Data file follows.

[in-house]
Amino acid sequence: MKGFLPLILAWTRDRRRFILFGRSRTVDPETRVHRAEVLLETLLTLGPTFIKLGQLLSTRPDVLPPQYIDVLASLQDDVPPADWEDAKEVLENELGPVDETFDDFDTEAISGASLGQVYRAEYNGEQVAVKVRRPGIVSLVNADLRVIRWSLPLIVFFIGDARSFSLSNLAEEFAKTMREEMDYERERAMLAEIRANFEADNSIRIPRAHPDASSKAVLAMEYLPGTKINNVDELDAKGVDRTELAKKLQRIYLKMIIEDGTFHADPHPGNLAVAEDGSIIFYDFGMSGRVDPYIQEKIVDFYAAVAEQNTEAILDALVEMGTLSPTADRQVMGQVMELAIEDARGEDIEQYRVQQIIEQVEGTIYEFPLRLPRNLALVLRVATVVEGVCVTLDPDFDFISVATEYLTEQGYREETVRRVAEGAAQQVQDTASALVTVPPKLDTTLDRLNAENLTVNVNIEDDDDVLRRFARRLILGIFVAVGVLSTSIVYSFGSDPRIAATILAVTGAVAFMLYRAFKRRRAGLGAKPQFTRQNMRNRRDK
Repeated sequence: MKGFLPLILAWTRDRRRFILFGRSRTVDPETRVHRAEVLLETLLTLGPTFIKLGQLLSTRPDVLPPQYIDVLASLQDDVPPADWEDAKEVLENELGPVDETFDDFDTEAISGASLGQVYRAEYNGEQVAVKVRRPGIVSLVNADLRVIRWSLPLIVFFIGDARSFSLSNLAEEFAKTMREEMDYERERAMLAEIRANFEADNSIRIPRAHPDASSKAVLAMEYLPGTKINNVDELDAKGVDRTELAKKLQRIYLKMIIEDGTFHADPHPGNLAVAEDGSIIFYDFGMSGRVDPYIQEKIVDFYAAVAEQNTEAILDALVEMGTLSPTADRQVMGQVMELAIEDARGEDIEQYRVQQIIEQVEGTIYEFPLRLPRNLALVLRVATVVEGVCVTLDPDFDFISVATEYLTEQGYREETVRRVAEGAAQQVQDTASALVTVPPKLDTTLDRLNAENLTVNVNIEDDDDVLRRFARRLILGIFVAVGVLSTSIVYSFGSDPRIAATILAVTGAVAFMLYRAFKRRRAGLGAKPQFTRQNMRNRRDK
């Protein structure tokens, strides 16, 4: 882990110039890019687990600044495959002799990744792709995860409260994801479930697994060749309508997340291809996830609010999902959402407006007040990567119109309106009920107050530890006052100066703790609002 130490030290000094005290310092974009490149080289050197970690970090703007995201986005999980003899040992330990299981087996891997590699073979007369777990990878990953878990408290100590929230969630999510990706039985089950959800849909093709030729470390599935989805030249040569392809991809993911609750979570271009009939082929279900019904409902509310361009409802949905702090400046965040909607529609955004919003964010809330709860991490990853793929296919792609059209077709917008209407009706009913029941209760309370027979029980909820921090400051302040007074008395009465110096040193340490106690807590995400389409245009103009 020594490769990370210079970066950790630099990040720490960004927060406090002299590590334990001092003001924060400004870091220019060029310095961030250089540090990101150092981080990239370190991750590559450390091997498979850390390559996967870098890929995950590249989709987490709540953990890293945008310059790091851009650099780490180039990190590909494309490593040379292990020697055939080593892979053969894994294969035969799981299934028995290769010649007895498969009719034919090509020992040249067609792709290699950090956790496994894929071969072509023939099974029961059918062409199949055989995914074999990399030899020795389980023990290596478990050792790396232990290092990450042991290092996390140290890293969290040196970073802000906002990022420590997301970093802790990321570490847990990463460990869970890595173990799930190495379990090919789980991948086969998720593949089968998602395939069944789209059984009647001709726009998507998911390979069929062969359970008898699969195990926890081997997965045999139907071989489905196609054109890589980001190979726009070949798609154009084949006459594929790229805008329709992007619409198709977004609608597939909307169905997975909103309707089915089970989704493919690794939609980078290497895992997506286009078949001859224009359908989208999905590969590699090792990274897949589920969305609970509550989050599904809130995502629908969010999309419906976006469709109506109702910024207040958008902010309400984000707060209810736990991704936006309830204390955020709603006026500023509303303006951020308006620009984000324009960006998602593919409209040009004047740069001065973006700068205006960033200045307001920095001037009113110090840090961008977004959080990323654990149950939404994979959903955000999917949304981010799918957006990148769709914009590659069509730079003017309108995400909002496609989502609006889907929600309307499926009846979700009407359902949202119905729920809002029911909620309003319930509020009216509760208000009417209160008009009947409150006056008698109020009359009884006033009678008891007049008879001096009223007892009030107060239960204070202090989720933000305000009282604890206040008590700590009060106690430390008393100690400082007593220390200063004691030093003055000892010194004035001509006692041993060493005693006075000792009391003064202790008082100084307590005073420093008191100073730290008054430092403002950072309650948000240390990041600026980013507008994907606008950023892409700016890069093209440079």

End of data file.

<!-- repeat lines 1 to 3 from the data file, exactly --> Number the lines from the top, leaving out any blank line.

[in-house]
Amino acid sequence: MKGFLPLILAWTRDRRRFILFGRSRTVDPETRVHRAEVLLETLLTLGPTFIKLGQLLSTRPDVLPPQYIDVLASLQDDVPPADWEDAKEVLENELGPVDETFDDFDTEAISGASLGQVYRAEYNGEQVAVKVRRPGIVSLVNADLRVIRWSLPLIVFFIGDARSFSLSNLAEEFAKTMREEMDYERERAMLAEIRANFEADNSIRIPRAHPDASSKAVLAMEYLPGTKINNVDELDAKGVDRTELAKKLQRIYLKMIIEDGTFHADPHPGNLAVAEDGSIIFYDFGMSGRVDPYIQEKIVDFYAAVAEQNTEAILDALVEMGTLSPTADRQVMGQVMELAIEDARGEDIEQYRVQQIIEQVEGTIYEFPLRLPRNLALVLRVATVVEGVCVTLDPDFDFISVATEYLTEQGYREETVRRVAEGAAQQVQDTASALVTVPPKLDTTLDRLNAENLTVNVNIEDDDDVLRRFARRLILGIFVAVGVLSTSIVYSFGSDPRIAATILAVTGAVAFMLYRAFKRRRAGLGAKPQFTRQNMRNRRDK
Repeated sequence: MKGFLPLILAWTRDRRRFILFGRSRTVDPETRVHRAEVLLETLLTLGPTFIKLGQLLSTRPDVLPPQYIDVLASLQDDVPPADWEDAKEVLENELGPVDETFDDFDTEAISGASLGQVYRAEYNGEQVAVKVRRPGIVSLVNADLRVIRWSLPLIVFFIGDARSFSLSNLAEEFAKTMREEMDYERERAMLAEIRANFEADNSIRIPRAHPDASSKAVLAMEYLPGTKINNVDELDAKGVDRTELAKKLQRIYLKMIIEDGTFHADPHPGNLAVAEDGSIIFYDFGMSGRVDPYIQEKIVDFYAAVAEQNTEAILDALVEMGTLSPTADRQVMGQVMELAIEDARGEDIEQYRVQQIIEQVEGTIYEFPLRLPRNLALVLRVATVVEGVCVTLDPDFDFISVATEYLTEQGYREETVRRVAEGAAQQVQDTASALVTVPPKLDTTLDRLNAENLTVNVNIEDDDDVLRRFARRLILGIFVAVGVLSTSIVYSFGSDPRIAATILAVTGAVAFMLYRAFKRRRAGLGAKPQFTRQNMRNRRDK